This is Malabar Spinach, but it's not spinach at all, it just tastes a lot like spinach. The heart shaped leaves are mild and tender and grow on long red vines that are beautiful.
It loves hot weather and the vines will ramble or climb eight feet. I got these started late, they aren't in full sun where they would be happier, but that's the only spot I had left in the veggie garden. I direct sow them in good soil and let them grow up strings along the garden fence.
"Real" spinach can be a fickle plant in the garden. It loves cool weather and goes to seed (bolts) at the first sign of the heat of summer. In our climate it's hard to get the seed started soon enough in the spring to get decent sized plants before they bolt.
So I plant "fake" spinach like the Malabar, or another one called New Zealand spinach which imitate the flavor of the real deal. Even Swiss chard will act as a substitute for spinach.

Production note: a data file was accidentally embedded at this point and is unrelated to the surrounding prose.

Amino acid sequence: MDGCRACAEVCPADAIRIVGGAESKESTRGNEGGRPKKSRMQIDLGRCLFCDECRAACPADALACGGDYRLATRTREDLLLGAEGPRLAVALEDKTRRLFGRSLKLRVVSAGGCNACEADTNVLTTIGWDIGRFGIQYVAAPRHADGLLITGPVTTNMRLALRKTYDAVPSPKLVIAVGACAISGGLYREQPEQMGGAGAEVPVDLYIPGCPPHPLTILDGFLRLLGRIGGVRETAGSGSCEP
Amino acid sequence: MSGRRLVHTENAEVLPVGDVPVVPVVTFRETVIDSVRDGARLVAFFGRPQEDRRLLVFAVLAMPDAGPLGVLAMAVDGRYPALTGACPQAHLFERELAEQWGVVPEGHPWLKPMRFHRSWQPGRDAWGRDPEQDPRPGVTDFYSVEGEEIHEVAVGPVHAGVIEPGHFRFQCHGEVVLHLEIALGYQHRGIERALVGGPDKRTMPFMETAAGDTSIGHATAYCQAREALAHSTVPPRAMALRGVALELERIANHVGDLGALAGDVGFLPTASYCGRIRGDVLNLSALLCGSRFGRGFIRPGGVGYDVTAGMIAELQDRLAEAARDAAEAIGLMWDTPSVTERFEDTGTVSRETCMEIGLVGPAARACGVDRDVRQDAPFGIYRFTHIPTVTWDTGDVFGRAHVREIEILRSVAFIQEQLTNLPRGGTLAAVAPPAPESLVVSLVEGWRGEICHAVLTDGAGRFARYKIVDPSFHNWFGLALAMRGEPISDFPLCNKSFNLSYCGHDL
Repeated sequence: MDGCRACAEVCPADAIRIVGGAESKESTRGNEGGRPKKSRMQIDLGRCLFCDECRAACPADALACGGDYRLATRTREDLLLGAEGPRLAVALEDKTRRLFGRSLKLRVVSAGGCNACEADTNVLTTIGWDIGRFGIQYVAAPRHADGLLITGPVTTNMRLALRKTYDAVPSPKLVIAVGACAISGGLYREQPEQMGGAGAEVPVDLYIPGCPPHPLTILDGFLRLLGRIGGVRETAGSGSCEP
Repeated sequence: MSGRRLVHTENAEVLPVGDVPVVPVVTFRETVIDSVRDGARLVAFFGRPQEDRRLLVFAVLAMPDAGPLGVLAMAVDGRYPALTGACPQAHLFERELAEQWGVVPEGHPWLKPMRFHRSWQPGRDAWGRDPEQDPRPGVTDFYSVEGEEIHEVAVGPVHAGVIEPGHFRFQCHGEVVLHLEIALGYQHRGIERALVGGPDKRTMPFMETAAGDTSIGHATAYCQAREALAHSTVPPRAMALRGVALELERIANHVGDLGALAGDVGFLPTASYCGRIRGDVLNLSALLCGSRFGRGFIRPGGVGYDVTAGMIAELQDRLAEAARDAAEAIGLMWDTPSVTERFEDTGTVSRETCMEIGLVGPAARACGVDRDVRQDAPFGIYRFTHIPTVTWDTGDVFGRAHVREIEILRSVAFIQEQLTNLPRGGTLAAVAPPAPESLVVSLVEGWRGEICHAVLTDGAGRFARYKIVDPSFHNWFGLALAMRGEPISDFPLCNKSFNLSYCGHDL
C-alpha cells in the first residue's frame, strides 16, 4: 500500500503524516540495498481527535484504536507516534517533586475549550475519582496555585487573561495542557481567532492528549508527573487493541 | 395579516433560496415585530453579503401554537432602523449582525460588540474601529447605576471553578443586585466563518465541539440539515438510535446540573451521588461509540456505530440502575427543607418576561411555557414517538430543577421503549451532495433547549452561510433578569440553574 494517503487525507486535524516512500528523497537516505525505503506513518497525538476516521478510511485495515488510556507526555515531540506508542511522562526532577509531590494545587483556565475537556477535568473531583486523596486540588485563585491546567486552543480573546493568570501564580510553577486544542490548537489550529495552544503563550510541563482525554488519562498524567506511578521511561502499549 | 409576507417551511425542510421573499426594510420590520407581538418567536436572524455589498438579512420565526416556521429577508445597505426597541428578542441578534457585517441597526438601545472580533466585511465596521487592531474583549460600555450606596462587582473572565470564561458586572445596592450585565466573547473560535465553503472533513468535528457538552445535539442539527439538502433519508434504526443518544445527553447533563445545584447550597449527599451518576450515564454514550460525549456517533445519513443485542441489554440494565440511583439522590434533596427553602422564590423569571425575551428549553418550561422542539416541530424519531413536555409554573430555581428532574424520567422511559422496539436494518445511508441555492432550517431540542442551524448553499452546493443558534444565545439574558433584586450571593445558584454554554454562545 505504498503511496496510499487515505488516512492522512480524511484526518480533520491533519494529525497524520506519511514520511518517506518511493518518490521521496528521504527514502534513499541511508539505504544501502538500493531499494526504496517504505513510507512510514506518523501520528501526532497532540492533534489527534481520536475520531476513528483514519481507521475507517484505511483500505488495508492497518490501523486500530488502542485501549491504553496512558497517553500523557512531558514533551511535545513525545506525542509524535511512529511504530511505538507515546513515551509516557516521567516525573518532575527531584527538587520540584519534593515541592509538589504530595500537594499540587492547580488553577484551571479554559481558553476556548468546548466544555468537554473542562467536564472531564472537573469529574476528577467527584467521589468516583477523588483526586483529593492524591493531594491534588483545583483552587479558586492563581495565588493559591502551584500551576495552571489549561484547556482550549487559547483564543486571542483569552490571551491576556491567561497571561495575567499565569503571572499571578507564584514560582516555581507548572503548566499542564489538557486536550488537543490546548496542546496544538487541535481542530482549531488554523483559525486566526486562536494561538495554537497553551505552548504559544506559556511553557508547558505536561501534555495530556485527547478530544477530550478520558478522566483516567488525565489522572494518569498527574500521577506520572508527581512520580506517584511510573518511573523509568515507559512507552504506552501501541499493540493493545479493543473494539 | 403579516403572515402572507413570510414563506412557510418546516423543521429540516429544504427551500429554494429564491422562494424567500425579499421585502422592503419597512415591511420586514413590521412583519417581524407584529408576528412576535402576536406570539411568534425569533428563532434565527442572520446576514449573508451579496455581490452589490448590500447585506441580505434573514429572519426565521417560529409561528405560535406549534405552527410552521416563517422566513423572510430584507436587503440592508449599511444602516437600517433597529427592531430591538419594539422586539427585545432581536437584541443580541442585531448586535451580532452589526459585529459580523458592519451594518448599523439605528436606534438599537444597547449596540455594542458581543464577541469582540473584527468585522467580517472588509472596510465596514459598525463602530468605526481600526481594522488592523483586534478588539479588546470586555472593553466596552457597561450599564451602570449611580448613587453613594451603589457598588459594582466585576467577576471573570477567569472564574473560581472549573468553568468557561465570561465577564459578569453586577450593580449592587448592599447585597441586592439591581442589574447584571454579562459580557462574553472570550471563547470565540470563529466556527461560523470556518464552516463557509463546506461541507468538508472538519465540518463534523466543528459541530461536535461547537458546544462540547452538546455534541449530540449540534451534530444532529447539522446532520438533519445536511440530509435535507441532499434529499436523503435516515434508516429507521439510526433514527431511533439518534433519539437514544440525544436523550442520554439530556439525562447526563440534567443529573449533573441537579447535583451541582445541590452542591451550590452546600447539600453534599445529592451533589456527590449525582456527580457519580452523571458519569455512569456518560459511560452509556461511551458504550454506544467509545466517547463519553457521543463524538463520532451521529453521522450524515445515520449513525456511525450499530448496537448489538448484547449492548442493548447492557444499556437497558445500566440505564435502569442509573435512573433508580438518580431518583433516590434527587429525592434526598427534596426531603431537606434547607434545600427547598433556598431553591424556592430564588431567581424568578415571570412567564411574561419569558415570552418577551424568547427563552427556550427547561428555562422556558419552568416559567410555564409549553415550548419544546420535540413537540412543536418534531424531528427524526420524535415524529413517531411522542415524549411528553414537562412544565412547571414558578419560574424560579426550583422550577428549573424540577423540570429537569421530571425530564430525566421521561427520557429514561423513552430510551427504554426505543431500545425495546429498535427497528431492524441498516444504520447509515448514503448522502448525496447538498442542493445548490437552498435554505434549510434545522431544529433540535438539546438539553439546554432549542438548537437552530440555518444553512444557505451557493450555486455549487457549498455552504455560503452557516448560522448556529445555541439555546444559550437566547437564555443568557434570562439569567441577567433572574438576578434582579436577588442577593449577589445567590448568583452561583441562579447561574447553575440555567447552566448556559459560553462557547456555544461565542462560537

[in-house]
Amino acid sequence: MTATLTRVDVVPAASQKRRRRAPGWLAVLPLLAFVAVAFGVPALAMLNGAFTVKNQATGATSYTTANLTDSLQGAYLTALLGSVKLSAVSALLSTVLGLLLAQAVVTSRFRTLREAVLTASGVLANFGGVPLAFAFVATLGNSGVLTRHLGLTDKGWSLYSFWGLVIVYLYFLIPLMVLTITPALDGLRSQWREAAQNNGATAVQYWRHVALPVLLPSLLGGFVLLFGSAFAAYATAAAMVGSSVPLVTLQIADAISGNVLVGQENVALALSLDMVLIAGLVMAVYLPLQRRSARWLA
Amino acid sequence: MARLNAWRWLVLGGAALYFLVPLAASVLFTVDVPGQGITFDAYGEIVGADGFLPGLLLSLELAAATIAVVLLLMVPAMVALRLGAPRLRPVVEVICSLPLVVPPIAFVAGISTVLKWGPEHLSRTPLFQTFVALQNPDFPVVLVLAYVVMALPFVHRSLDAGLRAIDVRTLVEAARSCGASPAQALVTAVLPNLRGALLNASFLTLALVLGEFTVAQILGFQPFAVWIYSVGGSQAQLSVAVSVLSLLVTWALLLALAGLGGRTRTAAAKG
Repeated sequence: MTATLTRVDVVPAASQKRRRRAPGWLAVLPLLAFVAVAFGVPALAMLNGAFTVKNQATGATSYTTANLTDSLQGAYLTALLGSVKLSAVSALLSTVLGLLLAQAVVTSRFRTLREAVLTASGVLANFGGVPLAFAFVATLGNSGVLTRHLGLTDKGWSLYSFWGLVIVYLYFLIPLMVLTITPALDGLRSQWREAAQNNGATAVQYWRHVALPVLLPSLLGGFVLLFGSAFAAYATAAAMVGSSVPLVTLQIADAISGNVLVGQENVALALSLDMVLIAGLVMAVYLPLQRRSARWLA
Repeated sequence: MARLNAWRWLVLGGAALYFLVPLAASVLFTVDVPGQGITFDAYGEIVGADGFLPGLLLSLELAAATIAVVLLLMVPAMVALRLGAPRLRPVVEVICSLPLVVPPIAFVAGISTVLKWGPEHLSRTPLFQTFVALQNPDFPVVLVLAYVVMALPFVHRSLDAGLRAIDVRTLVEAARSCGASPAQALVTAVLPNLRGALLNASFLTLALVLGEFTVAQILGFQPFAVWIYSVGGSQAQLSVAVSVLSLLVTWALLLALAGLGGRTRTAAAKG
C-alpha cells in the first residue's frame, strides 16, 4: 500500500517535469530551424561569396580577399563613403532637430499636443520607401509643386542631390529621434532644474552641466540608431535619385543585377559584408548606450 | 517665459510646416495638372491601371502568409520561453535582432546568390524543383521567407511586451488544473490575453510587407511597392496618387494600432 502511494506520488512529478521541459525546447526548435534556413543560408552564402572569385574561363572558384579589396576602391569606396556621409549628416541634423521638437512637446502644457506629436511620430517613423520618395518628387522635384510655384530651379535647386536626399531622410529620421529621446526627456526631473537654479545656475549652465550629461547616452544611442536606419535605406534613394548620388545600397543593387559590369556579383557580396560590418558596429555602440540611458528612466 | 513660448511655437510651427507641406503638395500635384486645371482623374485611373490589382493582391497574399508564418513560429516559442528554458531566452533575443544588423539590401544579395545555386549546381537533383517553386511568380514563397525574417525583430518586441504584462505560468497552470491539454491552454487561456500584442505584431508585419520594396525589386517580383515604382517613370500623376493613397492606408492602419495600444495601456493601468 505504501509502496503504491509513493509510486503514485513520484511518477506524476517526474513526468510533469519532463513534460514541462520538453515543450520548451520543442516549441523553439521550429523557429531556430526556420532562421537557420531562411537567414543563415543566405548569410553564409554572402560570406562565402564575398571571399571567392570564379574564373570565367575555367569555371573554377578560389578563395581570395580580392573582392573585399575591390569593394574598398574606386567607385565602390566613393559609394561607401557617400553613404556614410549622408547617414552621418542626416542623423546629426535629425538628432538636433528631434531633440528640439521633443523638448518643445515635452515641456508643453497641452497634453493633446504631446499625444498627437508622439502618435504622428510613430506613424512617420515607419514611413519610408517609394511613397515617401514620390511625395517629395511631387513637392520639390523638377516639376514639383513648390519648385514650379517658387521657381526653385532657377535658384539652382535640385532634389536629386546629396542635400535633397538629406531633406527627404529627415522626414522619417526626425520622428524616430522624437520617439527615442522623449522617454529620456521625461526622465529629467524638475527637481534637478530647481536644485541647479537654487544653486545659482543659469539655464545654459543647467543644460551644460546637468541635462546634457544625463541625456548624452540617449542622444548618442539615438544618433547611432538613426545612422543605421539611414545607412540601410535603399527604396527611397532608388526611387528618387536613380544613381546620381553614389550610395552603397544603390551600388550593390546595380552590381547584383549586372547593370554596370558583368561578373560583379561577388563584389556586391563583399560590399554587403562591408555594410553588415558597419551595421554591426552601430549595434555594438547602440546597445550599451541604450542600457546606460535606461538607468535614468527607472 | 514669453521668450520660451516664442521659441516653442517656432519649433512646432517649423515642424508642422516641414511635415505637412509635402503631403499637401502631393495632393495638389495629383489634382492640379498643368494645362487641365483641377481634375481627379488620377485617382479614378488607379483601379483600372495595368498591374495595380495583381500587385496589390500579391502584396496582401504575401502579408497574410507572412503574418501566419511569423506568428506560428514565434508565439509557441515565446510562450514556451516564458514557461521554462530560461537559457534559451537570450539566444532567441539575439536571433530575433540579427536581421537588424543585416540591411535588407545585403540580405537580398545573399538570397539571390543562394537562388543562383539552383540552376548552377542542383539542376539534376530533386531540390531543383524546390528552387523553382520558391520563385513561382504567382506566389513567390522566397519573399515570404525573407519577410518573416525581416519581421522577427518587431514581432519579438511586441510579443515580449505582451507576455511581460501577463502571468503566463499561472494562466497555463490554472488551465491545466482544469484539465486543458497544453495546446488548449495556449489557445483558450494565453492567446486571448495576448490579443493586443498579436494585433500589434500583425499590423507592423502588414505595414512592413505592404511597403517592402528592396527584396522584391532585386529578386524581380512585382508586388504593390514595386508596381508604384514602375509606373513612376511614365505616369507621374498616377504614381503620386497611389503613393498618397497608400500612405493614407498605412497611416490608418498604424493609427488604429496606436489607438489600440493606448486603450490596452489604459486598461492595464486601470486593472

If you didn't get any Malabar Spinach in the ground, this is the perfect time to plant the real stuff. Sure there are plenty of hot days left, but there's something about the end of the season with cooler nights that makes spinach happy.
I'll probably plant two crops, some now and another sowing in a few weeks. I sow the seeds thick and thin the small plants for tender salad greens.
As the season winds down, I'll cover the spinach from the last sowing with a floating row cover. It's a spun bound translucent fabric that helps the plant survive the winter. They are easy to find at a good nursery, are cheap and reusable from season to season.
About half of the spinach will make it through the winter and those plants hit the ground running in April, producing a nice crop before most gardeners have planted seeds.
I do the same thing with many cool loving crops like lettuce and kale, even root crops like beets.
It's fun to brag about picking something during the January thaw, but it'might ever be better to have the first greens of spring.